Make the most out of HealthKit with these 5 apps

“Now that HealthKit and its supported apps have hit the App Store, you’re probably itching to try all of the apps and analyze as much health data as possible,” Leah Yamshon reports for Macworld. “But before you do that, think about the information that you really want to know every day.”

“With HealthKit, you can truly customize the health and data experience you want to have,” Yamshon reports. “That’s why it’s important to select your apps, devices, and Health app settings carefully, perhaps selecting apps that do one task well — one for tracking sleep, another for caloric intake, another for fitness, and a final app for general health — and then share that information freely with other HealthKit apps. And that’s exactly what the apps listed here do.”

Yamshon reports, “These five apps each bring something different to the table, delivering a well-balanced snapshot of your daily health routine.”

Read more about each app – Map My Run, MyFitnessPal, AskMD, MotionX 24/7, Lark – in the full article here.

MacDailyNews Take: Some of these apps are a bit ridiculous: “Place your iPhone in bed next to you to track your sleep.” Seriously? No, we’ll not be sleeping with our iPhones and their lithium-ion batteries, thanks.

Also, from Apple’s battery information pages:

Your device is designed to perform well in a wide range of temperatures, with 62° to 72° F (16° to 22° C) as the ideal comfort zone. It’s especially important to avoid exposing your device to temperatures higher than 95° F (35° C), which can permanently damage battery capacity. That is, your battery won’t power your device as long on a given charge. Charging the device in high temperatures can damage it further. Even storing a battery in a hot environment can damage it irreversibly.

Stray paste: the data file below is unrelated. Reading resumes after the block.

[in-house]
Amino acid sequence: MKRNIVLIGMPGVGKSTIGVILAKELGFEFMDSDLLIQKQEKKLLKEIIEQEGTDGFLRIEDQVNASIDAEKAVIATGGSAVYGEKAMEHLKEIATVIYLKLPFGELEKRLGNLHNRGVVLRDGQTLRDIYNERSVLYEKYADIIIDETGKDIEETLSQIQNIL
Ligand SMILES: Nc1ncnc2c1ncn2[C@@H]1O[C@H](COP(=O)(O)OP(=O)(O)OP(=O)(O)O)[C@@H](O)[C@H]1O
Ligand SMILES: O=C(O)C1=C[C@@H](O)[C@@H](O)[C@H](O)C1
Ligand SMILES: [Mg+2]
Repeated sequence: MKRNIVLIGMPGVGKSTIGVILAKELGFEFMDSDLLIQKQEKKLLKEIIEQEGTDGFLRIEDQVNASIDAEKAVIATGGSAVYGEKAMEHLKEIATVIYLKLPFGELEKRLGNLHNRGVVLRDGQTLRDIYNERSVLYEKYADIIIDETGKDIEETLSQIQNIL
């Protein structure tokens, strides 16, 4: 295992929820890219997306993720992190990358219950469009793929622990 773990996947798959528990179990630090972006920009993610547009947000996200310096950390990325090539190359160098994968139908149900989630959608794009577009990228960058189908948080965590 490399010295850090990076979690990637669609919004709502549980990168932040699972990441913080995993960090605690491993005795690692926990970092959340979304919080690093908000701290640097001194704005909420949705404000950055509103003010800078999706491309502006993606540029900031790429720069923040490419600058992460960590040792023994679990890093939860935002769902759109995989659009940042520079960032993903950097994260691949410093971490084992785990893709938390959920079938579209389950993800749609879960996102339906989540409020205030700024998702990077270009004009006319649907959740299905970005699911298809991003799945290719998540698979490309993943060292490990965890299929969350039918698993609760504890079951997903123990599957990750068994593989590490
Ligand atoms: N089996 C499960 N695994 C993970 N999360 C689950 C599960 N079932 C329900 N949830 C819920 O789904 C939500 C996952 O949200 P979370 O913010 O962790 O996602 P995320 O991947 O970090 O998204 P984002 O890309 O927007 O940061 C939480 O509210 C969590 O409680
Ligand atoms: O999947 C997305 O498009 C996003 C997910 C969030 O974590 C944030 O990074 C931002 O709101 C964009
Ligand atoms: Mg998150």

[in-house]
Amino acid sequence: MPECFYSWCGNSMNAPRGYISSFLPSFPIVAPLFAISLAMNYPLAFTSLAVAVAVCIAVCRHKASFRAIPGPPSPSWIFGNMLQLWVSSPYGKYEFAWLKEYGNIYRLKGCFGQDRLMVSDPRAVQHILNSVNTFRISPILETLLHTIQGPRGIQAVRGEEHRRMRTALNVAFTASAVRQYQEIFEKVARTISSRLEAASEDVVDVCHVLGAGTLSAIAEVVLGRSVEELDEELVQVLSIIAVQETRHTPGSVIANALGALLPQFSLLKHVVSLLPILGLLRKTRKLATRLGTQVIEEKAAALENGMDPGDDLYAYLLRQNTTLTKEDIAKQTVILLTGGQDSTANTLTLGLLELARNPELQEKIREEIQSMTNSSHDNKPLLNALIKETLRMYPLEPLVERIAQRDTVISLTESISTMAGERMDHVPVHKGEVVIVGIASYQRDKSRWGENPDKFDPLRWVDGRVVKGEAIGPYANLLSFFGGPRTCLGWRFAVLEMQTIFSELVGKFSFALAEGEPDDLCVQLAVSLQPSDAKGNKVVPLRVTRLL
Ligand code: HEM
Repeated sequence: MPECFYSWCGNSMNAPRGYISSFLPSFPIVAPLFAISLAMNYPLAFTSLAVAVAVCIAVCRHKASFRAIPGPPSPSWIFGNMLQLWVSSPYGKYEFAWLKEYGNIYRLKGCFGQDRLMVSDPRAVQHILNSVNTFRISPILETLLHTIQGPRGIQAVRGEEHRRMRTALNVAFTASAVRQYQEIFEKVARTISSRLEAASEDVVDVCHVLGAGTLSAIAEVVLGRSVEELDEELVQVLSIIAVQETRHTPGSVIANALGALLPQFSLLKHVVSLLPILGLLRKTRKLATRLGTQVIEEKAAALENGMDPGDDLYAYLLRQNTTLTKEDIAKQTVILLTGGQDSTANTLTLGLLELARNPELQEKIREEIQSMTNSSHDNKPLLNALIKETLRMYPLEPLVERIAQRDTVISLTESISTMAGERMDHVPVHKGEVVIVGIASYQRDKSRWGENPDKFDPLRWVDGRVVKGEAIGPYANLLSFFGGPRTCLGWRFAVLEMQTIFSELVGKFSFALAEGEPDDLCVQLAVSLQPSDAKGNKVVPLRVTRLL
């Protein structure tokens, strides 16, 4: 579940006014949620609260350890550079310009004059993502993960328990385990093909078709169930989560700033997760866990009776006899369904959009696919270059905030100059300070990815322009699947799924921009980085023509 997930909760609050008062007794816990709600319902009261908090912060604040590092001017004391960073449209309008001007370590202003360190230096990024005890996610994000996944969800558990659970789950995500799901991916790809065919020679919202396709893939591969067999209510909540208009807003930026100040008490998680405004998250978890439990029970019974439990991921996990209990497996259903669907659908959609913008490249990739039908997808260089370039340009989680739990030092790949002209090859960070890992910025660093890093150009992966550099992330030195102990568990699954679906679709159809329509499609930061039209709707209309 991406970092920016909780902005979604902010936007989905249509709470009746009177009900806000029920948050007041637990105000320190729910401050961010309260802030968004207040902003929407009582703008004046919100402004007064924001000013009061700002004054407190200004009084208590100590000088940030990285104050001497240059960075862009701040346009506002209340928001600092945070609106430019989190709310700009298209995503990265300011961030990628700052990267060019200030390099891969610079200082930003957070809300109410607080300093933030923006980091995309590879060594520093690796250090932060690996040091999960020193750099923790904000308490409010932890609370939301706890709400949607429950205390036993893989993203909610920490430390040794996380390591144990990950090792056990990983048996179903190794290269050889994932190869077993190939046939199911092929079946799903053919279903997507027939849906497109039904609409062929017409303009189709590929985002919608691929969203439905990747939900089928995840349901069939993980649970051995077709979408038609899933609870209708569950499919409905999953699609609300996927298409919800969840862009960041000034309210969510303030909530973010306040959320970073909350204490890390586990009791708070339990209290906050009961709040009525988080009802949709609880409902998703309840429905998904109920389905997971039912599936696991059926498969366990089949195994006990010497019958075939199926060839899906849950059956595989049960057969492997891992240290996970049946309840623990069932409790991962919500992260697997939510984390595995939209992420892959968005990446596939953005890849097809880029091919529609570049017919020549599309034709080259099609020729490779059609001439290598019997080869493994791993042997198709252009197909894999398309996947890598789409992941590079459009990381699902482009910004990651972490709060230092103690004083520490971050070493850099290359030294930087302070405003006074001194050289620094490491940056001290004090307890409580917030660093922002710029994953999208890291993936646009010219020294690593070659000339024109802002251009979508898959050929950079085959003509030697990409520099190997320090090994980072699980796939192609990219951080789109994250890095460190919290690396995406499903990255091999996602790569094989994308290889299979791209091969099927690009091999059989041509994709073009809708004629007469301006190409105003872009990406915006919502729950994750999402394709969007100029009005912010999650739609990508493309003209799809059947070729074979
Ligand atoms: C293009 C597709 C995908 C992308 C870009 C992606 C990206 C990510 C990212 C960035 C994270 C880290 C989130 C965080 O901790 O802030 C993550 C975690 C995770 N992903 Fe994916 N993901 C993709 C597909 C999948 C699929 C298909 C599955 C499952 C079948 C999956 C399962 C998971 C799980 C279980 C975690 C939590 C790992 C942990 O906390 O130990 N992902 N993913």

Human’s normal body temperature is 97.7–99.5° F (36.5–37.5° C). Sleeping under the covers can get really warm, especially when sharing the blanket with someone else. In other words: These temperatures can permanently damage your iPhone’s battery capacity.

When we’re asleep is when we charge our devices. Never put a charging device, plugged into the wall, in bed with you.

8 Comments

  1. 16° to 22° C ? Apple engineers really need to get out more… Most of the Pacific and Asia would be ruled out by these guidelines if anyone took them seriously.

    Exactly what is one supposed to do with an iPhone when the temperature reaches 40 degrees Celsius, as it does in many Australian cities and towns every summer? Put it in an ice bucket?

    1. Apple engineers tried to engage with the highly reactive lithium in their batteries and convince it to be more tolerant but apparently chemistry can’t be argued with… ah!

      The option would be something like Tesla does with their batteries: water cooling. But not sure that – and the needed fans- would fit into the phone you’d want to use.

  2. I tried one of those put-it-under-the-covers sleep monitors and it worked perfectly well under a corner of the fitted sheet next to my pillow, where it’s not warm at all. You don’t have to put it under your body or under the blankets.

  3. I’ll ignore the referenced article for now. We’re just getting started with HealthKit. Fast-forward 6, 12 months from now, and the landscape will be much different – and better. It will be fun to see how HealthKit evolves. But keep in mind, we’re just getting started. And the media has articles to push in the mean time.

  4. I beg to Differ, the Motion X app is fantastic, you stick under your pillow and it very accurately measures sleep and records sound if you have a sleeping disorder, not to mention the step counter, the health App integration, etc..

    And worrying about your battery exploding in your bed is paranoid. If that’s the case, don’t carry your phone at all. An exploding battery in your pocket is way worse

  5. I’ll give Motion X a try. Understanding how Healthkit can work for you will take some time and apps like this are a good way to experiment. So I’m going to have an open mind and see what the developers can come up with.
    Cool things will be a weigh scale that automatically syncs with your phone. Same for blood pressure monitor and similar devices.

Reader Feedback

This site uses Akismet to reduce spam. Learn how your comment data is processed.